Egyptian Prime Minister Hisham Qandil has quashed media reports that his government will resign and said he will push forward with his long-term goals.
"Resignation at the present time of serious challenges would mean surrender," Qandil said on Wednesday during an interview with Mona El-Shazli on MBC Misr TV.
Opposition groups and activists have been calling for the government's dismissal.
Qandil voiced dissatisfaction with the government's performance in the areas of security and economics, which he attributed to high levels of political unrest.
"I am not satisfied because I persistently seek improvement. Such dissatisfaction boils down to the high expectations the revolution created, which are higher than the ability of the state [to fulfil]," Qandil added.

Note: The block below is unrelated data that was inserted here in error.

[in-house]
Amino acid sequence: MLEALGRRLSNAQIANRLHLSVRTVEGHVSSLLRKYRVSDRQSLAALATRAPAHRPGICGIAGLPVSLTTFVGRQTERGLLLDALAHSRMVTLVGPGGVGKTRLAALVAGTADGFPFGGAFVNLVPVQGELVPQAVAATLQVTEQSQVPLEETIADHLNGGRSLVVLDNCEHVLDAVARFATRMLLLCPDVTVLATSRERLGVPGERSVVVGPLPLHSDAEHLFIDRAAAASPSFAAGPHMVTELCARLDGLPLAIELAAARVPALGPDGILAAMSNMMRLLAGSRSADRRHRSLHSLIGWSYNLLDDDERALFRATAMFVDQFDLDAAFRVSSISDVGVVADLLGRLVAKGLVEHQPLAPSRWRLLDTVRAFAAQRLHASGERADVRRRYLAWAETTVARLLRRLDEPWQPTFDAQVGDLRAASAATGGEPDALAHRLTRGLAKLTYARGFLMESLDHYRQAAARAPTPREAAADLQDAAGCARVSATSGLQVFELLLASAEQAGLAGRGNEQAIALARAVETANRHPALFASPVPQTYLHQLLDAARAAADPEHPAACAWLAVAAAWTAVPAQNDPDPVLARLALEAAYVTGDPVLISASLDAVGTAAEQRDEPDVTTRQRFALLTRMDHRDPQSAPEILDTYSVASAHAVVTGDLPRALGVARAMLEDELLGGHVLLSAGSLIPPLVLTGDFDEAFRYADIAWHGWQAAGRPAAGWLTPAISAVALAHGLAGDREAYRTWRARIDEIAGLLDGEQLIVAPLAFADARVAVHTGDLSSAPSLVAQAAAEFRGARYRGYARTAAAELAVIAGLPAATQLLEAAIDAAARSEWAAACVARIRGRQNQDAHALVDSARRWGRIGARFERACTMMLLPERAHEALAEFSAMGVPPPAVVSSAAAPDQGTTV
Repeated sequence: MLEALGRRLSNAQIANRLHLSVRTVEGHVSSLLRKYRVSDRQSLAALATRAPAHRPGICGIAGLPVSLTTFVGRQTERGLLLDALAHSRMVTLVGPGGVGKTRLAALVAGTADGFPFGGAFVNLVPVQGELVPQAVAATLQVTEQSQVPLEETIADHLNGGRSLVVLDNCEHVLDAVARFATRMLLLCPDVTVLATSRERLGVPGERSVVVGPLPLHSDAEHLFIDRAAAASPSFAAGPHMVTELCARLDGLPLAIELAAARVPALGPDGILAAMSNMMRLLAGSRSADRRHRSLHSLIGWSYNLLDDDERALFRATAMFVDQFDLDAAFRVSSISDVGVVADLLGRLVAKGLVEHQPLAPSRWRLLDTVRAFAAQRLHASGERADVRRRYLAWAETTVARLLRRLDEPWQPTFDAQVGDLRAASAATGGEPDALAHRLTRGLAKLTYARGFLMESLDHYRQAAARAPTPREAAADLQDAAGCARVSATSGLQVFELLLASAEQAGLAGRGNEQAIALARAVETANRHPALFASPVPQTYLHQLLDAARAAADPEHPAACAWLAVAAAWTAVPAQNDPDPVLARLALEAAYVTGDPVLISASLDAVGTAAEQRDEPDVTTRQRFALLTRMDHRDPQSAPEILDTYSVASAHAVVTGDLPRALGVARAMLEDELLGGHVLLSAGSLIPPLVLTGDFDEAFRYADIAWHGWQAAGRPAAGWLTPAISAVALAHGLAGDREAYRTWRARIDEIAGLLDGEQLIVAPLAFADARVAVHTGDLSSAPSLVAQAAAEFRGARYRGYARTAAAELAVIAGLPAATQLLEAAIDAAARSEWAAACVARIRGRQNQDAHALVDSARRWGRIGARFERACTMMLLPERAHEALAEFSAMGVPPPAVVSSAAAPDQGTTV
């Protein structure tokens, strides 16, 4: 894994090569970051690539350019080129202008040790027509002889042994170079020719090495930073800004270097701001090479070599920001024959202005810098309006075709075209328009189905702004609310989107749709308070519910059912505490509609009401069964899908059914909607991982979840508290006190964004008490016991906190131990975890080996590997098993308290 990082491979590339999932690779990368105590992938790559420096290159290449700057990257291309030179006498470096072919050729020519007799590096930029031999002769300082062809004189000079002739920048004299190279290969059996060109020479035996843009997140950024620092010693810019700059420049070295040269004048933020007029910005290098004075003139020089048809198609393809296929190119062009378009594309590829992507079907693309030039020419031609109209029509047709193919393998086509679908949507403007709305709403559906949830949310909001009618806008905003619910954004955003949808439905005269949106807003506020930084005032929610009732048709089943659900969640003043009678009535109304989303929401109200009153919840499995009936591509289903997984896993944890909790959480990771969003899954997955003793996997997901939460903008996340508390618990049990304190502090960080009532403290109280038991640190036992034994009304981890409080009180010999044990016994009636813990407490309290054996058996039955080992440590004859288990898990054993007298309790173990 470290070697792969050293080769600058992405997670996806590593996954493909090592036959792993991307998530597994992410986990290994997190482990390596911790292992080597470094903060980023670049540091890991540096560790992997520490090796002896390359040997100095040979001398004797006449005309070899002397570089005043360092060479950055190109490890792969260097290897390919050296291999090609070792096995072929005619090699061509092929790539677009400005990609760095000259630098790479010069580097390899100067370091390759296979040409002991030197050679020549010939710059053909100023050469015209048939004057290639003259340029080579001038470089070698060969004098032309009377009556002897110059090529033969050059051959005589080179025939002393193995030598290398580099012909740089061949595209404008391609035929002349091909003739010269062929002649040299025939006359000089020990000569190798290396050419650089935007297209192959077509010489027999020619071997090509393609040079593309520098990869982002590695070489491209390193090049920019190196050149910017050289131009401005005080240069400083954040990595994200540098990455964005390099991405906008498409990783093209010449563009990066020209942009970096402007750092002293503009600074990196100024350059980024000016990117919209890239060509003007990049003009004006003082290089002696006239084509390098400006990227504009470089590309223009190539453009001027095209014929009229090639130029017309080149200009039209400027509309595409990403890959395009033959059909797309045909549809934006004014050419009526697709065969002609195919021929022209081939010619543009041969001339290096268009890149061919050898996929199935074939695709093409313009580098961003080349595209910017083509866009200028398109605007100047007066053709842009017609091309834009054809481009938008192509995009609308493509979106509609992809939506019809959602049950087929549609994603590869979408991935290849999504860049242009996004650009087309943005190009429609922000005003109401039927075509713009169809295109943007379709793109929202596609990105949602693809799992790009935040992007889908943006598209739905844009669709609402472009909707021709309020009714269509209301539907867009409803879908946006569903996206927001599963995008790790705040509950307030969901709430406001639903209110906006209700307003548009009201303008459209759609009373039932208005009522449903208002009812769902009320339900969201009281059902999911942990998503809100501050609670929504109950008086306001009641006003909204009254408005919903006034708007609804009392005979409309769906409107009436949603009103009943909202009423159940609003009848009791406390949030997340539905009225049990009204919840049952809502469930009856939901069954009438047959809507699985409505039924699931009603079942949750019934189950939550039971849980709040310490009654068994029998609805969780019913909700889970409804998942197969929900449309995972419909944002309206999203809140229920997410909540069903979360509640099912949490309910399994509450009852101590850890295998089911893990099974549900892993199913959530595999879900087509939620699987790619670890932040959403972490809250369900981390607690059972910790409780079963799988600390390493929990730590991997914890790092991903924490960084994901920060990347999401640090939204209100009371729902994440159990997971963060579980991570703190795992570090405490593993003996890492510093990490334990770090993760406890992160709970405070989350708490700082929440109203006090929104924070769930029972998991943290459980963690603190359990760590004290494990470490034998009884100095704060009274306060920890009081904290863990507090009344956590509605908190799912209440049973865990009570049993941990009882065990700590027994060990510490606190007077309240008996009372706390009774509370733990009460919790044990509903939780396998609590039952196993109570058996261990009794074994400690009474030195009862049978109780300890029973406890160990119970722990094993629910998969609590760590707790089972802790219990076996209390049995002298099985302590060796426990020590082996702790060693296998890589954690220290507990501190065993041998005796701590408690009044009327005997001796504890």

"The government has created 750,000 job opportunities, improved services for the poor, and integrated 3,000 informal economic institutions into the formal economy," he said.
He went on to criticise the Egyptian media for "sparking off crises."
"The Egyptian media is free, yet it lacks controls," Qandil added.
The government has held several meetings with opposition forces, Qandil said. The opposition demanded jobs in the cabinet, the dismissal of the prosecutor-general, as well as constitutional amendments over which they will not compromise.
Egypt's 'technocratic' government will be announcing comprehensive monetary and economic measures to bolster the country's economy, Qandil added.
The government has finished drawing up an economic reform programme needed to obtain a $4.8 billion International Monetary Fund loan, he said, a step seen as crucial to shoring up the country's finances.
"We are still faced with some challenges in finalising the deal. But, we are not back to point zero," he said.
Qandil said the decision to raise commodity prices had been deferred following a public backlash.
Egypt's technocrat government is totally separate from the Muslim Brotherhood's Freedom and Justice Party, Qandil claimed, and Brotherhood leader Khairat El-Shater never interferes in the government's decisions.